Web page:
Advise for Writing Good Non- Fiction


I’m not enthusiastic about writers not like myself.

Write fast.

The initial draft is the ultimate draft.

Write as you do when you have procrastinated, the deadline is upon you, you need to do it! No time for second drafts.

My most successful stories were written fast, one draft. Example: I wrote a short story a day for 30 days — 8 were published. The initial draft is the ultimate draft. The short story done in from someone to three hours, based upon length. 1000 words an hour.

5 minutes to contemplate story ideas, five full minutes to take down ideas about a possible story. 50 minutes to create a thousand- word short story. Three hours for 3000 words.

The easiest stories to create are fiction. And the simplest of those fiction stories is really a story which is all dialogue. The initial speaker says นิยาย something threatening or cynical or offhand about the 2nd speaker. The 2nd speaker responds. The initial speaker responds to that. The dialogue intensifies, you will find insults, tempered by sudden bursts of affection or kindness. The story resolves itself from the writer’s unconscious — and what pops up in the dialogue.

Fiction, within my case, is definitely done within an ironical tone, tongue-in-cheek, often funny, existential, based on my past. However, not intentionally serious. Minimally controlled.

When I write fiction, I consider it worthless, dangerous, disgusting. I do it easily, it’s fun. It is my smoothest writing. It has no importance. It is subversive, mischievous, laughing at the planet and myself.

It’s an easy task to publish fiction because people want escape, want to read what they’re used to — fiction writers borrowing from fiction writers, an endless relay of lies.

I’m amused, disgusted, by how easily I do it, how readily it’s accepted. It is much like going to church, everyone understands the format, it’s comfortable, everyone around you knows, expects, exactly the same thing. It is endlessly repeating, brainless, exactly the same story. Requires minimal energy, no thought. Comfortable, and deadly safe, like twilight of sleep. Seemingly harmless. As harmless as a tranquilizer, or one more drink. Choir preaching to the choir. Just like a subtle drift to death. Brainless.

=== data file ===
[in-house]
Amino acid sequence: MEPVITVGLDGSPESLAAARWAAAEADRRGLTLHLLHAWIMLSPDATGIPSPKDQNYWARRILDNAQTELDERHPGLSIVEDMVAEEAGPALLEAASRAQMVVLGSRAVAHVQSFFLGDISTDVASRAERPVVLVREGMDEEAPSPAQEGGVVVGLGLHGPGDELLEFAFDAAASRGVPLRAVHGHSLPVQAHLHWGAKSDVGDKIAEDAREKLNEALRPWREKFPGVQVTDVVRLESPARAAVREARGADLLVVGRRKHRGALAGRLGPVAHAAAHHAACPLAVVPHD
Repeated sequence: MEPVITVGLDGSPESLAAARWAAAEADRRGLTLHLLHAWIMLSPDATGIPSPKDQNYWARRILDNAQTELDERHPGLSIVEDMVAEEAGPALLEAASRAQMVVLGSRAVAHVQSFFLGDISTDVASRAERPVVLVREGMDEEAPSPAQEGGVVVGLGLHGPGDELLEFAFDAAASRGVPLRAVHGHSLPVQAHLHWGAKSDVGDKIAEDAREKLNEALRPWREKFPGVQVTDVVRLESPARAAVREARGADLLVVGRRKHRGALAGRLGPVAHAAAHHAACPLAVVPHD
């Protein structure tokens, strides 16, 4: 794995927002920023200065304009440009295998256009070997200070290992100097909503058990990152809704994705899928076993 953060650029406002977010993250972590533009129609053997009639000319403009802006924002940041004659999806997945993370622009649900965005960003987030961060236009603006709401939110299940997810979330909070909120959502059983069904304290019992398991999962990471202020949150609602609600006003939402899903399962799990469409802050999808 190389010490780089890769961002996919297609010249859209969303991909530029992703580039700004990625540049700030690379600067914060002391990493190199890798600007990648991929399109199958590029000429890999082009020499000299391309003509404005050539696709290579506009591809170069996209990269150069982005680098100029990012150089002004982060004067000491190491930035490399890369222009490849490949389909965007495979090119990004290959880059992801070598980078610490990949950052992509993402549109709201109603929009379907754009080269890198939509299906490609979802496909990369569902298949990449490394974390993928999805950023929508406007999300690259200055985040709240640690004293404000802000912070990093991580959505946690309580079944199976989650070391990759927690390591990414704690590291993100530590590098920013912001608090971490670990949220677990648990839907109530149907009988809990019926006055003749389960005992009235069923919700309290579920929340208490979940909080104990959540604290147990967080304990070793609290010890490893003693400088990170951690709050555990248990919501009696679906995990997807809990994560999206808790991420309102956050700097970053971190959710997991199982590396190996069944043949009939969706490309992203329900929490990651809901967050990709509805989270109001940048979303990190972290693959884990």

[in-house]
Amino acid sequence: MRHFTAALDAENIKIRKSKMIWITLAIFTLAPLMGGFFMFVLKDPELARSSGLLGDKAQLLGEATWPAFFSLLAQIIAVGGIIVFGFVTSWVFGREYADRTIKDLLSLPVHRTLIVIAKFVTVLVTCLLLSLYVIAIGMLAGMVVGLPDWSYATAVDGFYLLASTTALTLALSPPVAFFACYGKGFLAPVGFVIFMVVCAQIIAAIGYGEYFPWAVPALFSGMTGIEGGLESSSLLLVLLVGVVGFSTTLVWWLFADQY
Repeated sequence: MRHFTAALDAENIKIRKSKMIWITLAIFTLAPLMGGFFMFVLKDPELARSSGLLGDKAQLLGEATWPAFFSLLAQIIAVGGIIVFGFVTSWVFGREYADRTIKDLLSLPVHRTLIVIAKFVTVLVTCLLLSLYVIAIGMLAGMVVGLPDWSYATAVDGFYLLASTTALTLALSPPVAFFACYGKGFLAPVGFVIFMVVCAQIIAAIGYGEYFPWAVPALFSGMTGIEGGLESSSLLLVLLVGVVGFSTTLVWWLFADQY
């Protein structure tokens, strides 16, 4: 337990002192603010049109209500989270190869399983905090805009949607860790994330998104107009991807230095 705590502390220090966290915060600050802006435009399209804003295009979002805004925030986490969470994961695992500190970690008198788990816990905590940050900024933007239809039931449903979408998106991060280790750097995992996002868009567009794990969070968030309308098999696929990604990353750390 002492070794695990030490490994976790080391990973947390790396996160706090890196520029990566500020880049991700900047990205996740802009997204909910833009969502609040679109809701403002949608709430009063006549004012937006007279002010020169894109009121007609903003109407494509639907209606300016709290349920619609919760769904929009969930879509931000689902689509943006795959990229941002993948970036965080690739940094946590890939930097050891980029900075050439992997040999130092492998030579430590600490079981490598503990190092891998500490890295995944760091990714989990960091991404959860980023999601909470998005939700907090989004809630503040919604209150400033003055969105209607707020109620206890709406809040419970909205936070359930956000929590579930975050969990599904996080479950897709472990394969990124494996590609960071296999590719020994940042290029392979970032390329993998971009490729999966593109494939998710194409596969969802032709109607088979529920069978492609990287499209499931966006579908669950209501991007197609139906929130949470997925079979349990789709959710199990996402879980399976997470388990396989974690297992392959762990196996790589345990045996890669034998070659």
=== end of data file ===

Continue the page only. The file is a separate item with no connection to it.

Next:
Rewriting, the necessity to rewrite, is only a bad habit. A preliminary laziness which requires mop-up. A drunk slopping his drink as he goes from the bartender to his seat, only in this case he has to go back, tidy up their own, lazy, only-half-there droppings.

A bad habit, developed over countless repetitions of exactly the same mental block/malaise, half-speed, “anything is better than nothing,” an accepted escape mechanism unfortunately used at first to “conquer the hump,” then done again and again, half-assed way of getting something down in some recoverable format — until finally the indegent writer may start writing no other way, half-hearted, half-there, sloppiness, laziness, not important — it can be cleared up later, put right.

A habit, such as a tired housewife adding with intercourse — because it’s familiar, it could lead to, occasionally, something more interesting.

Merely a habit, a poor habit, an unintended bad solution to the situation — how to get started?

The difficulty is, like any bad habit, finally it impedes, diminishes, becomes worse.

And finally, the bad habit of the writer knowing he will re-write, thus can be sloppy on the very first draft, becomes worse and better, before the writer spends more and more time re-writing timid, lazy, uninspired, no-heart writing, until it becomes a necessity to rewrite a dozen times because each rewrite is weakened by the expectation, thus necessity, of re-writing again, again, again.

I don’t have any fascination with conversing with escape writers — science-fiction, romance, mysteries, detective novels — fiction.

Lies borrowed from liars, borrowed endlessly from endless generations of liars — fiction.

I don’t have any fascination with conversing with writers who feel real life, their life, their experiences, is uninteresting, boring, useless. If they believe so, I accept them. Odds are they’re right. They shouldn’t attempt to become a writer. They have nothing to offer. They must be lawyers or brick layers or chicken farmers.

They shouldn’t write about their own lives, since they are boring. And they shouldn’t write fiction, that is, lies, since there are more than enough lies already.

I’m interested only in conversing with writers like myself. And only if they are 18 to 30. After 30, a few. But mostly no, they’re lost. Like attempting to cure an alcoholic. But a few, maybe. Late bloomers. Still innocent, by accident.

Actually, the only real writers I’m mildly enthusiastic about conversing with — writers like myself — don’t need me to talk to them.

They, like me when I was young, are inspired, unconscious-gifted, by the fantastic autobiographical writers they read: Hemingway, F. Scott Fitzgerald, Thomas Wolfe, Henry Miller, Anais Nin, D. H. Lawrence, Theodore Dreiser, Somerset Maughm. Maughm only in one single book, “Of Human Bondage.” Roth, Mailer, Bellow, Agee, Burroughs, Jack London, Orwell, Conroy, Kerowac, Melville, James T. Farrell.

“All great fiction is autobiographical since authors write most effectively by what they know.” Judith S. Baughman.

“Write that which you know, not that which you read.” Grant Flint.

Great writers illuminate life. Hack writers facilitate escape from life. Commercial writing is first cousin to booze, over-eating, cocaine. Temporary escape. Life then worse.

Leave a Reply